Airport Carbon Accreditation (ACI)
|Name of initiative||Airport Carbon Accreditation|
|Secretariat|| Mrs. Marina Bylinsky
Manager: Environmental Strategy & Intermodality ACI EUROPE (Airports Council International) 10, Rue Montoyer (box No 9), 1000 Brussels, Belgium Tel: +32 2 552 09 74 Email: Marina.Bylinsky@aci-europe.org Focal Point: Panagiotis Karamanos Email: Karamanosp1@gmail.com
|Organisational structure||The program is led by Airports Council International (ACI) and is is endorsed or supported by UNFCCC, UNEP, ICAO, FAA, European Commission, etc. Airport Carbon Accreditation is managed by ACI EUROPE which is also overseeing the overall programme development, in collaboration with other ACI regions. The administration of the programme (e.g. processing of airport applications, helpdesk) is being performed by an independent third party, the leading environmental consultancy WSP.|
|Name of lead organisation||Airport Council International (ACI) Europe developed the Initiative|
|Type of lead organisation||Network/Consortium/Partnership|
|Location/Nationality of lead organisation||EU|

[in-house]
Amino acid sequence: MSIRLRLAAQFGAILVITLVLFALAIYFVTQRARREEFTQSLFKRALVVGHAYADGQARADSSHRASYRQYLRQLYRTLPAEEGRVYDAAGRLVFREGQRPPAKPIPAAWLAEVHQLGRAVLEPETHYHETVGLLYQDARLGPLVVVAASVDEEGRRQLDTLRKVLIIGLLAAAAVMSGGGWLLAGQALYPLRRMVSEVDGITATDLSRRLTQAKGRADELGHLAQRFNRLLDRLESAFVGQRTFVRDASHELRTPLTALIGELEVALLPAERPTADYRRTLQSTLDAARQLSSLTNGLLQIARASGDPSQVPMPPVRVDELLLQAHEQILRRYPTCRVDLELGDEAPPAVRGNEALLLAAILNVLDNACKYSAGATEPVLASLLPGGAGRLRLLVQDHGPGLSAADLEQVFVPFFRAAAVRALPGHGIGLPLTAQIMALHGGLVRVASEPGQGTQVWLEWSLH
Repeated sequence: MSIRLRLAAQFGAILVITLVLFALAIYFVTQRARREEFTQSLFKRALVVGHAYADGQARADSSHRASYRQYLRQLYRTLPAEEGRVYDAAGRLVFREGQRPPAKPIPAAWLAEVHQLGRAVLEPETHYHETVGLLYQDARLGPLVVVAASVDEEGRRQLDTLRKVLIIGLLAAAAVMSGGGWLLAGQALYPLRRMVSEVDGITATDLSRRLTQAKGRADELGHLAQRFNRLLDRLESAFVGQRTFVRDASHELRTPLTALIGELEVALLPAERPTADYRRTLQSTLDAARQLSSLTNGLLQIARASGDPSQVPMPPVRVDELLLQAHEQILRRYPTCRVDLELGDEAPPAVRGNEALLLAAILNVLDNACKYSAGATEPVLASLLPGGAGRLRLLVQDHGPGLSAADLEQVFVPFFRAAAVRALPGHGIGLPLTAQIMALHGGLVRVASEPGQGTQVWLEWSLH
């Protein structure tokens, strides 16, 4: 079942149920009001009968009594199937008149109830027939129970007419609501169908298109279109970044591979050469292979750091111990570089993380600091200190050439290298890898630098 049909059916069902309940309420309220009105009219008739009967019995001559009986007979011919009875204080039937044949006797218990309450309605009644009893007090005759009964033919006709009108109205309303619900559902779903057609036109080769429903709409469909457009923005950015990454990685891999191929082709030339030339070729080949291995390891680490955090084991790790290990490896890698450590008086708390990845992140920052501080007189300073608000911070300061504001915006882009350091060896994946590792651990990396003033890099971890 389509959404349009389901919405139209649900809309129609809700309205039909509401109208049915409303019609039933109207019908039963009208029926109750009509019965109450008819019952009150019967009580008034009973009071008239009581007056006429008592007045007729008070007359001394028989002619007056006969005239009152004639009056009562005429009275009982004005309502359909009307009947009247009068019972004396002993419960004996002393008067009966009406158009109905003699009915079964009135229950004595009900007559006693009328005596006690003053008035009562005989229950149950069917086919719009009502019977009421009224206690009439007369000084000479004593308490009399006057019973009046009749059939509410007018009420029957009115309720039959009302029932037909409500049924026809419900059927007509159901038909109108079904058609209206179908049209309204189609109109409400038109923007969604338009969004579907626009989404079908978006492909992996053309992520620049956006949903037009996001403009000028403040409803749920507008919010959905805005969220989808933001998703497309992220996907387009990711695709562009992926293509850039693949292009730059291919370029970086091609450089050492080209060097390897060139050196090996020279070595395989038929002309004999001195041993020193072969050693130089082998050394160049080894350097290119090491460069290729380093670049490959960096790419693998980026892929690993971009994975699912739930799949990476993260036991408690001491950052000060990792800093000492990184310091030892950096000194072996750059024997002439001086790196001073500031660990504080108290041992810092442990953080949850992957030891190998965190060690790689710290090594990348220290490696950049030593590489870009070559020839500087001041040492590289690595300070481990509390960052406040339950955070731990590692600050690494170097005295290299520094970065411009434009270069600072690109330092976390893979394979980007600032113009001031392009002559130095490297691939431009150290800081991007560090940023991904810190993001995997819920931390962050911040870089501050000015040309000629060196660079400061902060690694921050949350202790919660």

|Description||The aim of Airport Carbon Accreditation is to encourage and enable airports to implement best practices in carbon management, with the ultimate objective of becoming carbon neutral. Airports can participate at four progressively stringent levels of accreditation: 1. Mapping; 2. Reduction; 3. Optimisation; and 3+. Neutrality. Today it is the only global carbon management standard for airports.|
|Objectives||Member airports are committed to reduce carbon emissions from their operations, with the ultimate goal of becoming carbon neutral. As of May 2019, there are 274 accredited airports, accounting for more than 43% of global air passenger traffic in 68 countries across the world. In addition, there is a long-term commitment for 100 carbon neutral airports in Europe by 2030.|
|Activities|| - Certification of airports according to four levels of accreditation
- Availability of Guidance Document for Accreditation and dedicated Guidance Document for Offsetting - Compilation of carbon performance results and presentation of best practices in the Annual Report - Regular updates and publication of communication material about the programme, including brochure, and e-newsletter - Support to related communication activities by airports - Airport Carbon Emission Reporting Tool (ACERT) developed by ACI - Series of workshops, presentations, etc.
|One or two success stories achieved|| A number of success stories and best practices are presented in the Annual Reports. See: http://www.airportcarbonaccredited.org/library/annual-reports.html